16. 16. locking differential,
  17. 17.  A high-friction Automatic Torque Biasing (ATB) differential, such as the Torsendifferential, where the friction is between the gear teeth rather than at addedclutches. This applies more torque to the driven roadwheel with highest resistance(grip or traction) than is available at the other driven roadwheel when the limit offriction is reached at that other wheel. When tested with the wheels off the ground,if one wheel is rotated with the differential case held, the other wheel will stillrotate in the opposite direction as for an open differential but there with be somefrictional losses and the torque will be distributed at other than 50/50. Althoughmarketed as being "torque-sensing", it functions the same as a limited slip
  18. 18.  A very high-friction differential, such as the ZF "sliding pins andcams" type, so that there is locking from very high internal friction.When tested with the wheels off the ground with torque applied toone wheel it will lock, but it is still possible for the differential actionto occur in use, albeit with considerable frictional losses, and with theroad loads at each wheel in opposite directions rather than the same.
  19. 19.  An additional function of the conventional electronictraction control systems usually use the anti-lock braking system (ABS)roadwheel speed sensors to detect a spinning roadwheel, and applythe brake to that wheel. This progressively raises the reaction torqueat that roadwheel, and the differential compensates by transmittingmore torque through the other roadwheel - the one with bettertraction.
  20. 20.  In a four-wheel drive vehicle,a viscous coupling unit canreplace a centre differentialentirely, or be used to limit slipin a conventional opendifferential. It works on theprinciple of allowing the twooutput shafts to counter-rotaterelative to each other, by way ofa system of slotted plates thatoperate within a viscous fluid,often silicone. The fluid allowsslow relative movements of theshafts, such as those caused bycornering, but will strongly resisthigh-speed movements, such asthose caused by a single wheelspinning. This system is similar toa limited slip differential.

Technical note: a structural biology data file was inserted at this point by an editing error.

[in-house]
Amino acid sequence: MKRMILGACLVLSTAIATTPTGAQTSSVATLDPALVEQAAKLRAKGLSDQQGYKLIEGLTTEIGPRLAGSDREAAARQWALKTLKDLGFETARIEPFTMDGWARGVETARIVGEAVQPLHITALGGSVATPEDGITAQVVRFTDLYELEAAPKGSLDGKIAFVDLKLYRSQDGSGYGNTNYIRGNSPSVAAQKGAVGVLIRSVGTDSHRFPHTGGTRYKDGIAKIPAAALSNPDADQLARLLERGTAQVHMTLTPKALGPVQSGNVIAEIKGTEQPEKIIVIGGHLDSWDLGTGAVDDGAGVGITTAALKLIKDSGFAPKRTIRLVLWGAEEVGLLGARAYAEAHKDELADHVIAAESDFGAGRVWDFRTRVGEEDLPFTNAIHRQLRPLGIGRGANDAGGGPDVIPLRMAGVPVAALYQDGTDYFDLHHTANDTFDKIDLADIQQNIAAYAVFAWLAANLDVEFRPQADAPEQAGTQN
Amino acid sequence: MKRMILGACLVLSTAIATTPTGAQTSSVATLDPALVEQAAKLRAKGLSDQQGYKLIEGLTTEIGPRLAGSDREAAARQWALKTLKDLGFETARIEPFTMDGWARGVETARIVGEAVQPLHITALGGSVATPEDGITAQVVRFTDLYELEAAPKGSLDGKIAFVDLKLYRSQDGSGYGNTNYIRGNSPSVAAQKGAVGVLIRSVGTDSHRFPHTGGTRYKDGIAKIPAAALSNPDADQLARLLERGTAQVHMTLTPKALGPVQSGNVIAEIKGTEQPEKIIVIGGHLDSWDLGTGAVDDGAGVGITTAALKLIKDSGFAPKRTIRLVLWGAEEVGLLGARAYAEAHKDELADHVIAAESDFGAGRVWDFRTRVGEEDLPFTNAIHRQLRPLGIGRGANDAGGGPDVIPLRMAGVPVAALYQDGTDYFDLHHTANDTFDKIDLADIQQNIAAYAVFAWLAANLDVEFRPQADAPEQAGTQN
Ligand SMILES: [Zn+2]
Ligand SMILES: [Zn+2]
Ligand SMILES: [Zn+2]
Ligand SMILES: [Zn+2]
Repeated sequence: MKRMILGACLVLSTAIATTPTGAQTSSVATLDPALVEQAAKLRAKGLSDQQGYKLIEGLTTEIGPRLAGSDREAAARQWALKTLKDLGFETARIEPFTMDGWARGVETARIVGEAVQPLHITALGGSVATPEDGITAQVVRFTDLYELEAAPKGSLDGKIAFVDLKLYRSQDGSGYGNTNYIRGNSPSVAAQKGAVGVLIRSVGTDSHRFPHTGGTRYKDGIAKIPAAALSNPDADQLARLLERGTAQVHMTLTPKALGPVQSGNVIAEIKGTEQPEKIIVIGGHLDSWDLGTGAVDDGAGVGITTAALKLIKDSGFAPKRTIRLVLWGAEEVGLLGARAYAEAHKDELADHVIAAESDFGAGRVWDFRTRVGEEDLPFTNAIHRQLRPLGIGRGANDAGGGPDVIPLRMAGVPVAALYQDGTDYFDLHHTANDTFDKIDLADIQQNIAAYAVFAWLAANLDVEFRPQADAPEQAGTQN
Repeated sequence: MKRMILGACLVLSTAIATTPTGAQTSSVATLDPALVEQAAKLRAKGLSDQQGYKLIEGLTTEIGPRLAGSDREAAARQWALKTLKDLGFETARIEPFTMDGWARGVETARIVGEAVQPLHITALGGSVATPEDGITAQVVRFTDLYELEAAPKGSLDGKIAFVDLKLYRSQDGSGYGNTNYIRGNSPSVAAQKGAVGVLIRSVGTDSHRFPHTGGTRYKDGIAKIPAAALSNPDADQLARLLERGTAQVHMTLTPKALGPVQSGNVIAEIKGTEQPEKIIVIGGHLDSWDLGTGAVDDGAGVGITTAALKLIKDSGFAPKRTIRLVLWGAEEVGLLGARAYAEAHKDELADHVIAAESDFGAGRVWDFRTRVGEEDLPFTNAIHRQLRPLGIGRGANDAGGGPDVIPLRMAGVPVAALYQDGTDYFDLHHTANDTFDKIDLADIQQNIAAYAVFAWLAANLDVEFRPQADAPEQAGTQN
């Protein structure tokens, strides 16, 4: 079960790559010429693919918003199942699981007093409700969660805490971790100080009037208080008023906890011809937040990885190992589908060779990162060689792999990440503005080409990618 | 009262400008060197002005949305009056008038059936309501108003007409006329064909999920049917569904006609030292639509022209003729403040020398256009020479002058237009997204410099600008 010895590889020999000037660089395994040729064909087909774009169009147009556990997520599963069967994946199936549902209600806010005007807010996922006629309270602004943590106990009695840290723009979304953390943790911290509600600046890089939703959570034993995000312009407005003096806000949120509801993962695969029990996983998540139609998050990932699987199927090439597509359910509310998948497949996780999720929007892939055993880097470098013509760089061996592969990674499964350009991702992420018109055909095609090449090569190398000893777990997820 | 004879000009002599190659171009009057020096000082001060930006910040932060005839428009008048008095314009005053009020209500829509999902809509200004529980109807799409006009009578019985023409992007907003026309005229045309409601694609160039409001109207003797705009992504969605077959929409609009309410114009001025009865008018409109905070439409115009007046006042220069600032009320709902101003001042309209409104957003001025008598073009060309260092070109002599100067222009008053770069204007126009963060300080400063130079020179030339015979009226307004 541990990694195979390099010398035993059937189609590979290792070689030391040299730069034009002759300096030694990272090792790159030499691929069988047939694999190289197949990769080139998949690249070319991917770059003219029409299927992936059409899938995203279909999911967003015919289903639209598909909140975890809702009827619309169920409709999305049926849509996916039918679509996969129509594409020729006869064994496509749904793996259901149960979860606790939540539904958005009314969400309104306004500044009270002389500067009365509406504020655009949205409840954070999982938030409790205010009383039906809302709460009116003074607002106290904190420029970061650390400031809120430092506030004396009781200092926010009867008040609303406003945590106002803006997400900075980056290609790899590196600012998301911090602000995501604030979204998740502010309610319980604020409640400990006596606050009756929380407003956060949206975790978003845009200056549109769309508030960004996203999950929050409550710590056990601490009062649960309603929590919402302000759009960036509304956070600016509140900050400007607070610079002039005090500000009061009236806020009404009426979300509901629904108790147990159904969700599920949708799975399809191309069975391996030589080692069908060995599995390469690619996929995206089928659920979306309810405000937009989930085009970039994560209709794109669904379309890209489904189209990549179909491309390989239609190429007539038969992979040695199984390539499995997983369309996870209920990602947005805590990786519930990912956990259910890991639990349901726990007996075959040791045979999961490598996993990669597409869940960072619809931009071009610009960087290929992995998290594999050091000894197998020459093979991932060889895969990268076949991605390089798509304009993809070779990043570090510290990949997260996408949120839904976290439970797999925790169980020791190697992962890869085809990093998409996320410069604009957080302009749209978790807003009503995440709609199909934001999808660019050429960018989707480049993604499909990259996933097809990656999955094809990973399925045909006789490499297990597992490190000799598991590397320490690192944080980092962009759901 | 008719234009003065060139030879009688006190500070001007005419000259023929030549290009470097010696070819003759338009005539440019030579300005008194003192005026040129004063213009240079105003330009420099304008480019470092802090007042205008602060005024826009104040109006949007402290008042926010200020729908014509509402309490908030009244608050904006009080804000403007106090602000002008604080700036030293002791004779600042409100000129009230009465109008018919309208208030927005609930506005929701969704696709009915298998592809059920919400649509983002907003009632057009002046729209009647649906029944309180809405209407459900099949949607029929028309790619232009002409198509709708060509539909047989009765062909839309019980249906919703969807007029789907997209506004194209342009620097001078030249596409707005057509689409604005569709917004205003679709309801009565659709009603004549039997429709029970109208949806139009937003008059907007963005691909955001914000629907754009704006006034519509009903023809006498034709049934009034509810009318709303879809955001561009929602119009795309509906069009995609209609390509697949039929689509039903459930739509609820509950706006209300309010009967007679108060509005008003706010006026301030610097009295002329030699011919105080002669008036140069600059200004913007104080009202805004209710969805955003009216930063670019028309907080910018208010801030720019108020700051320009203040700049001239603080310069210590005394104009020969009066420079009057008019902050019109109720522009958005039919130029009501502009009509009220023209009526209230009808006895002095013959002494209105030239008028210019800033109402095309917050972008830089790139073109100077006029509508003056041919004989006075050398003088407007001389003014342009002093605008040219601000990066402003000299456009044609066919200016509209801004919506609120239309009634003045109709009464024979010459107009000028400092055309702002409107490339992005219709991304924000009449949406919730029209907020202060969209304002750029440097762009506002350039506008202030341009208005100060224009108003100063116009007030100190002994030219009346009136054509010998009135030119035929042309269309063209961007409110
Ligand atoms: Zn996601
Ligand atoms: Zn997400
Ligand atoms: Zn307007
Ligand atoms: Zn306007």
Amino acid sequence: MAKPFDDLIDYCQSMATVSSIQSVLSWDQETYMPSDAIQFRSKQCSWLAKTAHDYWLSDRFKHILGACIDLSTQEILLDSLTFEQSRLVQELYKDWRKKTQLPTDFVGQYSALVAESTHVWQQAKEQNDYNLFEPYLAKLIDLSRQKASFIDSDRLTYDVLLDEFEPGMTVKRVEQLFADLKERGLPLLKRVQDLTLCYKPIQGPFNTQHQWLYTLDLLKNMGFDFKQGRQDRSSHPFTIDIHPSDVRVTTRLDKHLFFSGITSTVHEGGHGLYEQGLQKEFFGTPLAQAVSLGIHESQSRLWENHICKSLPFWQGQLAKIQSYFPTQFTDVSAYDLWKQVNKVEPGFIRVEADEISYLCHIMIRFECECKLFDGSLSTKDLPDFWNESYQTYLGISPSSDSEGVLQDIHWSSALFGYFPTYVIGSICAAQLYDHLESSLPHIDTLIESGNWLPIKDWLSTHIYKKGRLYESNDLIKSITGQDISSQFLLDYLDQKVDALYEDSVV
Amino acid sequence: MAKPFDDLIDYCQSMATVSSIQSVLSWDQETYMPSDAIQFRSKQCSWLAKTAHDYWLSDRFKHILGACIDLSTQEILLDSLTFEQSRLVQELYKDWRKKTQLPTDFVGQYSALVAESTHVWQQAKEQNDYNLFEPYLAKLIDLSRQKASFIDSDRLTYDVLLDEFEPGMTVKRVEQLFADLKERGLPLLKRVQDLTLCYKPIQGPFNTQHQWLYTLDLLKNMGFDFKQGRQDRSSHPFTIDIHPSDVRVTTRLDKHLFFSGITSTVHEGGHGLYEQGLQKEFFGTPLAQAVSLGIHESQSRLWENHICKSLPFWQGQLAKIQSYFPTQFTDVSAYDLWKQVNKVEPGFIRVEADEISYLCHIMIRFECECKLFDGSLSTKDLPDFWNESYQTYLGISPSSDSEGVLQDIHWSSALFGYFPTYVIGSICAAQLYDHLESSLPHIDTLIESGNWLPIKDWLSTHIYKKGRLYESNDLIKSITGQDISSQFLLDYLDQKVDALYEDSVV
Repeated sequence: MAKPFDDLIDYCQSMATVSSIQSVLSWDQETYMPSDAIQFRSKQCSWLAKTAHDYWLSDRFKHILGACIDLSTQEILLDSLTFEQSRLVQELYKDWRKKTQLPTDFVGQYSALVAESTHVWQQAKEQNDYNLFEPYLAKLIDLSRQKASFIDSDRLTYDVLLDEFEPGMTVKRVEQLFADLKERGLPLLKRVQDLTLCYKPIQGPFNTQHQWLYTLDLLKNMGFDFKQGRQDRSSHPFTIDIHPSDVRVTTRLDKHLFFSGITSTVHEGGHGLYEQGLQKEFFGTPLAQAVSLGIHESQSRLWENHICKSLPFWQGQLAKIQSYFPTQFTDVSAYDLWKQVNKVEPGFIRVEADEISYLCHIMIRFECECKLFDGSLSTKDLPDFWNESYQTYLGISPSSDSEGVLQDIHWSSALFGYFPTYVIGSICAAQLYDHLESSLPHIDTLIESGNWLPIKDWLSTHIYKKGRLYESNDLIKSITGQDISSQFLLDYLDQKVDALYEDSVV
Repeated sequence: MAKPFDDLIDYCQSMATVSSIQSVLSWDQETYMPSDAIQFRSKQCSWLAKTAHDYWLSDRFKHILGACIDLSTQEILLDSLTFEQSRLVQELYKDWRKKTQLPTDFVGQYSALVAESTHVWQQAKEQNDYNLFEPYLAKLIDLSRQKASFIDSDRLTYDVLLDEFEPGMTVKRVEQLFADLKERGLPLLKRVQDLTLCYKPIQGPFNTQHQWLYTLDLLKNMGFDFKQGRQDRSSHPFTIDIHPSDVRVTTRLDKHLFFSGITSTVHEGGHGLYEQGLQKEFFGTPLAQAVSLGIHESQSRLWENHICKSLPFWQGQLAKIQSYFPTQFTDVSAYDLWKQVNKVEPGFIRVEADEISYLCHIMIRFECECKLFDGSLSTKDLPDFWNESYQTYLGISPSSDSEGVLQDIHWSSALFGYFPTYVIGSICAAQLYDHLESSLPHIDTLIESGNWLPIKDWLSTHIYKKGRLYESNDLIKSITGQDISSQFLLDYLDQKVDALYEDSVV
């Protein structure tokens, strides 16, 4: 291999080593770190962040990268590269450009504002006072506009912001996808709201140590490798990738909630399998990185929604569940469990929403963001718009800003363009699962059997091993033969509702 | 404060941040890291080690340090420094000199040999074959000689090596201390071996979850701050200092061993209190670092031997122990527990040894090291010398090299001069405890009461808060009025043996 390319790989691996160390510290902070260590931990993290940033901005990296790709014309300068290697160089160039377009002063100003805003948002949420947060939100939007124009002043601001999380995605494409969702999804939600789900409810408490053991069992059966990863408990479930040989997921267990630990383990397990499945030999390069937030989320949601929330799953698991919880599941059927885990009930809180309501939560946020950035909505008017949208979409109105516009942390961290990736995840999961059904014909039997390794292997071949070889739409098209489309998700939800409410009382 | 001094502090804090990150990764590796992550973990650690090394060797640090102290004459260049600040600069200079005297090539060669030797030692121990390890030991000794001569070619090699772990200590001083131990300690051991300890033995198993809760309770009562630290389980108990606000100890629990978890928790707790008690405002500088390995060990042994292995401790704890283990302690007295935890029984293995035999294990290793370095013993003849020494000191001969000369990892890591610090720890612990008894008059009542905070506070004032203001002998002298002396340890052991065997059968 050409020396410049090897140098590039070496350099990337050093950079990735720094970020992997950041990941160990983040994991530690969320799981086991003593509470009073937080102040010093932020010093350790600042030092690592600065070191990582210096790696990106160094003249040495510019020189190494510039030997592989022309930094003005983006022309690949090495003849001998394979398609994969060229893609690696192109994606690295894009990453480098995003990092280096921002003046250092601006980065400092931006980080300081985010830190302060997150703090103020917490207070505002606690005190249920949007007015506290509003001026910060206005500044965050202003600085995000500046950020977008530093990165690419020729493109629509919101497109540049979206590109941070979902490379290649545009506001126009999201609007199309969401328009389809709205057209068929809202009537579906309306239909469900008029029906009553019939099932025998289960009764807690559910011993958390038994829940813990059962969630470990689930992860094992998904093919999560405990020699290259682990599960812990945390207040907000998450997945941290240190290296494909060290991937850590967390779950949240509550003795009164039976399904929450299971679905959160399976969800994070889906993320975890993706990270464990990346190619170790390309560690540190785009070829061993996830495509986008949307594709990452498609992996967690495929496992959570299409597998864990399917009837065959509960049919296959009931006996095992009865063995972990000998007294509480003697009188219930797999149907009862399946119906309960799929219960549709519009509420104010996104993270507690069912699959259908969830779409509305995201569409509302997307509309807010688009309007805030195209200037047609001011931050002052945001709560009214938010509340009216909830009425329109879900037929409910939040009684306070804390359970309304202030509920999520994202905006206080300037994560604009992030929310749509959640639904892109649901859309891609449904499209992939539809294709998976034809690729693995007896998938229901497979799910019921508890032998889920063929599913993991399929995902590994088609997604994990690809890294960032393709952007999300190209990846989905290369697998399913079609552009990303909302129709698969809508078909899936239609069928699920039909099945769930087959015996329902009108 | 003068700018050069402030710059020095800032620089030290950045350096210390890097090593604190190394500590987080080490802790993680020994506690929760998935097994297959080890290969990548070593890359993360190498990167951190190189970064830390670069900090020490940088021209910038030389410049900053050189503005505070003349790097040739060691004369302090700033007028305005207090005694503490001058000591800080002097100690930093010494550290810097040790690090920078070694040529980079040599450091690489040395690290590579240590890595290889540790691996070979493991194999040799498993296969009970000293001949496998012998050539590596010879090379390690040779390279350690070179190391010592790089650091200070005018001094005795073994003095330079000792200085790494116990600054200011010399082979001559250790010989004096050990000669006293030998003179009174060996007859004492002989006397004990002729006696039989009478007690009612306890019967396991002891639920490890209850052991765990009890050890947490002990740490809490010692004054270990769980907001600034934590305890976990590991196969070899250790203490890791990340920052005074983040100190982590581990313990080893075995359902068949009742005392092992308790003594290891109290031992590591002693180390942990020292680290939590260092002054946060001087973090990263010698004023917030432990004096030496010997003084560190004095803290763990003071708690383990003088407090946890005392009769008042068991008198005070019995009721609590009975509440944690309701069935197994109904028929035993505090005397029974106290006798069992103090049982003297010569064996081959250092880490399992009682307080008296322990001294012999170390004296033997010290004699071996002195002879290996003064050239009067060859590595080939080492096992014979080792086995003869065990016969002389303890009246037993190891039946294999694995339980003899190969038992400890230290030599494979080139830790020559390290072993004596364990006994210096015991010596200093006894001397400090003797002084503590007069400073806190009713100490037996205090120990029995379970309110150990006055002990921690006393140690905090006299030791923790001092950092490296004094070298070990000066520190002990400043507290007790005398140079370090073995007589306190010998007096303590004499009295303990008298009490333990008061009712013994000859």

21. 21. Epicyclic differential Epicyclic gearing is used here to apportion torque asymmetrically. The input shaft is the green hollow one, the yellow is the low torque output, and the pink is the high torque output. The force applied in the yellow and the pink gears is the same, but since the arm of the pink one is 2x-3x bigger the torque will be 2x-3x higher An epicyclic differential uses epicyclic gearing to split and apportion torqueasymmetrically between the front and rear axles. An epicyclic differential is at theheart of the Toyota Prius automotive drive train, where it interconnects the engine,motor-generators, and the drive wheels (which have a second differential forsplitting torque as usual). It has the advantage of being relatively compact along thelength of its axis (that is, the sun gear shaft). The yellow shaft carries the sun gear which is almost hidden. The blue gears arecalled planet gears and the pink gear is the ring gear or annulus
  22. 22. Spur-gear differential This is another type of differential that was used in some early automobiles, more recently the Oldsmobile Toronado , A spur-gear differential has two equal-sized spur gears, one foreach half-shaft, with a space between them. Instead of the Bevel gear,also known as a miter gear, assembly (the "spider") at the centre ofthe differential, there is a rotating carrier on the same axis as the twoshafts. Torque from a prime mover or transmission, such as the driveshaft of a car, rotates this carrier.
  23. 23.  A relatively newActive differentials: technology is the electronically-controlled active differential. An electronic control unit (ECU) uses inputs from multiple sensors, including yaw rate, steering input angle, and lateral acceleration - and adjusts the distribution of torque to compensate for undesirable handling behaviours like understeer.  Fully integrated active differentials are used on the Ferrari F430, and on the rear wheels in the Acura RL. A version is also being offered on the latest Audi S4.